Probably his best chapter, however, is the one on catastrophic plate tectonics. This is where his knowledge of the subject matter and his excellent ability to explain things are on prominent display. He gives an excellent “blow-by-blow” description of the process by which the continents separated, the ocean floors rose, and the seas’ waters were pushed onto the continents. He even discusses an event in 2004 which mimicked this process on a small scale. In addition, he gives an excellent explanation of why one would expect rapid reversals in the earth’s magnetic field as a result of catastrophic plate tectonics. He then discusses evidence that indicates such reversals did, indeed, take place.
This brings me to another thing I really liked about the book. While he spends a lot of time presenting positive evidence that supports various young-earth scenarios, he is not at all shy about discussing the problems that exist with those scenarios. As he says in his section on geology:
The evidence that we have considered so far supports the idea that the sedimentary layers were formed rapidly, and this is consistent with the short biblical timescale. It must be acknowledged, of course, that there are also challenges to this catastrophist interpretation of the geological record and we need to address them. (p. 86)
A lot of scientific theories have problems when faced with the data, and the young-earth creationist theories are no exception. If we are to engage in real science, then, we must examine both the data that support the theories we like as well as the data that speak against them. Garner does an admirable job when it comes to this important part of the scientific process.
Since I have been telling you all the things I liked about the book, let me also tell you a couple of things that I didn’t like. He includes a chapter on young-earth theology. Most of his points are very good, but he doesn’t present the objections to young-earth theology as well as I would have hoped. For example, after presenting the strong theological evidence that the days mentioned in the creation account were 24-hour days, he then considers the objection that the events discussed on day 6 seem to require more than 24 hours. I find that a very weak objection. The stronger objection is about the events on day 3. Those really do seem to take more than 24 hours. There are ways around this objection, of course, but they are not nearly as simple as those around the objection related to day 6.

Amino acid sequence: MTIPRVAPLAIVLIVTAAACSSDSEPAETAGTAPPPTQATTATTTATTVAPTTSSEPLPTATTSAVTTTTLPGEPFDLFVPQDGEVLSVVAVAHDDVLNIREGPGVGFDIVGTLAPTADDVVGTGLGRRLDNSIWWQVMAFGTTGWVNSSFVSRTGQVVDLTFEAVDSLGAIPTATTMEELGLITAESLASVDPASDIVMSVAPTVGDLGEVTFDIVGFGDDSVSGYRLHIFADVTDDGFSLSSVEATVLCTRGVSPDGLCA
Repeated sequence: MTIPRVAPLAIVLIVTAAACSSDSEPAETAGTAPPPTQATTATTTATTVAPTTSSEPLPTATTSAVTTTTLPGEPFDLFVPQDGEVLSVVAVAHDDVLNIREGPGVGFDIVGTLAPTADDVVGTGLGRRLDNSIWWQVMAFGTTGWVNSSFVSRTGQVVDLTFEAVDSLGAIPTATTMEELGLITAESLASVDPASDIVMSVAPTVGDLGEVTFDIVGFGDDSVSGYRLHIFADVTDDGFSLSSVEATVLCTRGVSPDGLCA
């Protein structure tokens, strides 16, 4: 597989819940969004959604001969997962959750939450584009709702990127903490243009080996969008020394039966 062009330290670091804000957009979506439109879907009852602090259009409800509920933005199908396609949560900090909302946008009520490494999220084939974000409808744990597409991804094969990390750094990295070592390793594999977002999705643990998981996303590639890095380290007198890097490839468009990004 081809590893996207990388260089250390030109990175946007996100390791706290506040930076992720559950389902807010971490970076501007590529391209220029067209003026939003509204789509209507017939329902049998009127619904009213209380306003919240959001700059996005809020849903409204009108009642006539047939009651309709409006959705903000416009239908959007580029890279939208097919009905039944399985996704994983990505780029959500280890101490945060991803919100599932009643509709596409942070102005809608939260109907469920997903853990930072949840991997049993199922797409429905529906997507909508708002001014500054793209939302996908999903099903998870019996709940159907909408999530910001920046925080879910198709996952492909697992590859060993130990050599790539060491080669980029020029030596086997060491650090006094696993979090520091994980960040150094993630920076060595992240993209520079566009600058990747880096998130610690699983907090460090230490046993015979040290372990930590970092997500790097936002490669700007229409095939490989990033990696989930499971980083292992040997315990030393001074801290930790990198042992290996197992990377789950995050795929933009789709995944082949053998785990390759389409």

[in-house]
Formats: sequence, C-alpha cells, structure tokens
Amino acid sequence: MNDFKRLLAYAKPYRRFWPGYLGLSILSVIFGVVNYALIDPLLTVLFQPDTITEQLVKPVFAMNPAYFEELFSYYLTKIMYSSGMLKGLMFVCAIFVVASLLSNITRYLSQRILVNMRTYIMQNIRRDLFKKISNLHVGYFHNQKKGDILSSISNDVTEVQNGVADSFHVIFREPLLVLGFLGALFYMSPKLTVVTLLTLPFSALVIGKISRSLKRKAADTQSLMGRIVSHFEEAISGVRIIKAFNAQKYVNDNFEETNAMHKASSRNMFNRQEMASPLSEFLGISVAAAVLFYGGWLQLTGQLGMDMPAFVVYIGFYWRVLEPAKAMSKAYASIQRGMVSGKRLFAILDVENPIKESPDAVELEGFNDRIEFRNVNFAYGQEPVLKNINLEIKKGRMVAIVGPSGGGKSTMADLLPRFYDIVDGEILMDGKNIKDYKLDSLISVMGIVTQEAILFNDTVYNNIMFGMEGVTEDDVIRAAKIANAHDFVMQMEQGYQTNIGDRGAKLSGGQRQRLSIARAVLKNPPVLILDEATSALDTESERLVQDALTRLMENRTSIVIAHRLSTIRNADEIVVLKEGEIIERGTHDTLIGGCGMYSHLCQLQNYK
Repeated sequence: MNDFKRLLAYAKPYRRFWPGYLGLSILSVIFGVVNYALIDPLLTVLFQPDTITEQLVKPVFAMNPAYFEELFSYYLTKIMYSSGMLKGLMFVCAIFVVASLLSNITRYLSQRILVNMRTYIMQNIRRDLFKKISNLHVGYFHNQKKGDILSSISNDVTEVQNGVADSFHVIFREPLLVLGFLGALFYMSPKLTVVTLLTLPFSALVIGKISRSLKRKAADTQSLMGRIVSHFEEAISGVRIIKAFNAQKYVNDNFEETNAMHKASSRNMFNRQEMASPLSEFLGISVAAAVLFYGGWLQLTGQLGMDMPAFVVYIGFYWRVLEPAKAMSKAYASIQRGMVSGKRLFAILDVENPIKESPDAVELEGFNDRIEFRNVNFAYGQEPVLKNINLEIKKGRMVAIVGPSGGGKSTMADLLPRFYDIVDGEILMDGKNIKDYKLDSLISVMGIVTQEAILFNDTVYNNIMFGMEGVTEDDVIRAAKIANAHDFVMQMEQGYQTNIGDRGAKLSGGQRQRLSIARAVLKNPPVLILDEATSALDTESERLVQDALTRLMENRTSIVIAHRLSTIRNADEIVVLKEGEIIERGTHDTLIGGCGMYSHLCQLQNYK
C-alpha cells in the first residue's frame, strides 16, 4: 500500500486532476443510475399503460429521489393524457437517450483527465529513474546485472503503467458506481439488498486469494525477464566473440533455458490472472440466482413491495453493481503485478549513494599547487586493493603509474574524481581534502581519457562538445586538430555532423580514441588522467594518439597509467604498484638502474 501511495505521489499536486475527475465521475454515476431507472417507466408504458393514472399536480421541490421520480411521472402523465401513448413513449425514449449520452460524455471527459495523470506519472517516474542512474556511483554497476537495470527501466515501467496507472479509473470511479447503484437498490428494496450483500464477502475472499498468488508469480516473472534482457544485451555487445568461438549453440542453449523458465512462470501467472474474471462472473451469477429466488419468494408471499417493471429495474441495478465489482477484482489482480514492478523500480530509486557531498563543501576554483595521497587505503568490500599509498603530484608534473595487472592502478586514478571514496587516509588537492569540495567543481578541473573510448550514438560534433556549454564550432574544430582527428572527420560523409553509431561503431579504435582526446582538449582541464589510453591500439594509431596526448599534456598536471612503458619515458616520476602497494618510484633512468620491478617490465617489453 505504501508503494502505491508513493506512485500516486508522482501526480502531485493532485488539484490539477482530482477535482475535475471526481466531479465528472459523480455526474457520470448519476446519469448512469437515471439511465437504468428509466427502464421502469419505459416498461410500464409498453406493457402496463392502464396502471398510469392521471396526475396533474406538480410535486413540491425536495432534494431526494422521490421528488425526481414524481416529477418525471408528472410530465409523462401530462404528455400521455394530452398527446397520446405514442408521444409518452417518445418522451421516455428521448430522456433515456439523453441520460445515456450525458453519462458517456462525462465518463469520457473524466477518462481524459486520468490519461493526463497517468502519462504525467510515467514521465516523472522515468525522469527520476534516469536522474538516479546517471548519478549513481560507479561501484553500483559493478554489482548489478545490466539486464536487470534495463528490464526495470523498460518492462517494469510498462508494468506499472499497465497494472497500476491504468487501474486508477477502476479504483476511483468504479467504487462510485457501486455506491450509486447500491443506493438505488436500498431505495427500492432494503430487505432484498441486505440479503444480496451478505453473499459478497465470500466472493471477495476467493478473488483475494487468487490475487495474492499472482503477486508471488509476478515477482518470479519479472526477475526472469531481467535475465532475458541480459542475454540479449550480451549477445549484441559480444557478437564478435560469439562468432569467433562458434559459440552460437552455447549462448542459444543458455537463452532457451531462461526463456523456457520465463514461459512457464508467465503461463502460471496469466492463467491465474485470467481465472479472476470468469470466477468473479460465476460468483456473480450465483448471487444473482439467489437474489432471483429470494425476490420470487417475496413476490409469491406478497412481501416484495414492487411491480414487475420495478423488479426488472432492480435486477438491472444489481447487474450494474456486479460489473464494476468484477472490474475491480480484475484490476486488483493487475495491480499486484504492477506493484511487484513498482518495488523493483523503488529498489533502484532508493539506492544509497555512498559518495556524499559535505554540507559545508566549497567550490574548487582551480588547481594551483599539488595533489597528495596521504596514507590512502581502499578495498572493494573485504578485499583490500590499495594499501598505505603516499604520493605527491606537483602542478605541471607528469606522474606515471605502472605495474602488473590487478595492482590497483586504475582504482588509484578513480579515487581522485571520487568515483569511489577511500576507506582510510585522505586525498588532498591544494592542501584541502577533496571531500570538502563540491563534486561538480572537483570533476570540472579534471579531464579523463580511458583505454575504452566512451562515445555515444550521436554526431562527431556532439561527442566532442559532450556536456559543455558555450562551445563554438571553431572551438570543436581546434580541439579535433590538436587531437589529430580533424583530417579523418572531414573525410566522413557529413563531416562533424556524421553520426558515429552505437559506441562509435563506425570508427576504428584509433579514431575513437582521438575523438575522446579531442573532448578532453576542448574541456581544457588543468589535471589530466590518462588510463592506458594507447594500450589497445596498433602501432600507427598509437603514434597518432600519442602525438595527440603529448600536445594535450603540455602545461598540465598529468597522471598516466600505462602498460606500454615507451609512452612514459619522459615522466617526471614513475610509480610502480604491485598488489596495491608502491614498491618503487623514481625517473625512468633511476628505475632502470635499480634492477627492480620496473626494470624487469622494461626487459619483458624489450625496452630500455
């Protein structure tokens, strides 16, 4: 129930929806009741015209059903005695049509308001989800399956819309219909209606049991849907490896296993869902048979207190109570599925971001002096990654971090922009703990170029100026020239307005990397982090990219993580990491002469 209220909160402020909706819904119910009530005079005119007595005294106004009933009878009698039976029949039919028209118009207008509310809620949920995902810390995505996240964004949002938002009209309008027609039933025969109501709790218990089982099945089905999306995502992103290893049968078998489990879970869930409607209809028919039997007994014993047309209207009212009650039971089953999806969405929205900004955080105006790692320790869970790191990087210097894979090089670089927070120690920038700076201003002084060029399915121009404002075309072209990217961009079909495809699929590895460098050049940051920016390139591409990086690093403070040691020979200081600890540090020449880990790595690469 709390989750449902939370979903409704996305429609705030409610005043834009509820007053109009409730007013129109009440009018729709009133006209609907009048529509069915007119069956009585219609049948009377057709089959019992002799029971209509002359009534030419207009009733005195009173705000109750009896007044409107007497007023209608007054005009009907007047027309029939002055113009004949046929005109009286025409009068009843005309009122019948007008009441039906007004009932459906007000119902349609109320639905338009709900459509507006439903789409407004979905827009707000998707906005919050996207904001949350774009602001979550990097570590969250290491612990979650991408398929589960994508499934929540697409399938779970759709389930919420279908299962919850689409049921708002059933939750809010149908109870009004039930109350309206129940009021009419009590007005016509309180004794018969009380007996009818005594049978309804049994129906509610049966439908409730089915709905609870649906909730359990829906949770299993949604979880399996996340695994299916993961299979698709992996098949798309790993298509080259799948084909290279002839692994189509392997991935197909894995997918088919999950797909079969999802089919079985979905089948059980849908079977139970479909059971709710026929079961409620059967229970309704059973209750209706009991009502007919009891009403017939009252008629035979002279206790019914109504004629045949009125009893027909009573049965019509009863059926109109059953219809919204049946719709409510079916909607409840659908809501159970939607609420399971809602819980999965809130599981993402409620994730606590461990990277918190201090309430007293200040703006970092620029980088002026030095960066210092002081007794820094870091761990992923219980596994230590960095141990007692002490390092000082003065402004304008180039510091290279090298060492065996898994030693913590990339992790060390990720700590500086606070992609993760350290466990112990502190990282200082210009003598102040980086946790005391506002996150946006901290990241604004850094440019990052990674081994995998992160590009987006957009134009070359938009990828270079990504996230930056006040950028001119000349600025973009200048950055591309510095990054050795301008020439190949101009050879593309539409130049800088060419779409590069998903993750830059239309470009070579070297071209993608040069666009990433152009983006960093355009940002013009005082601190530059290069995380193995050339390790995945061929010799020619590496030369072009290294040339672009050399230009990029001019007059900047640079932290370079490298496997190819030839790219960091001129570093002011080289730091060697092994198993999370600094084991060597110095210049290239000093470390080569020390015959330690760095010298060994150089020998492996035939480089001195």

I also noticed one spot where Garner used evidence that has been thoroughly refuted. As part of an excellent discussion about creationist cosmologies that utilize general relativity, he discusses their assumption that the earth is at or near the center of the universe’s expansion. Garner then cites a paper by Russell Humphreys which claims there is evidence to back up that assumption. Unfortunately, that paper cites older studies (from 1997 or before). In 2002 and again in 2005, significantly more detailed studies were done, and they showed that the previous studies were simply not correct.
Even though there were a few things I did not like about this book, overall I consider it an excellent resource. It is full of a lot of great information, and honestly, the chapter on catastrophic plate tectonics alone is worth the price of the entire book.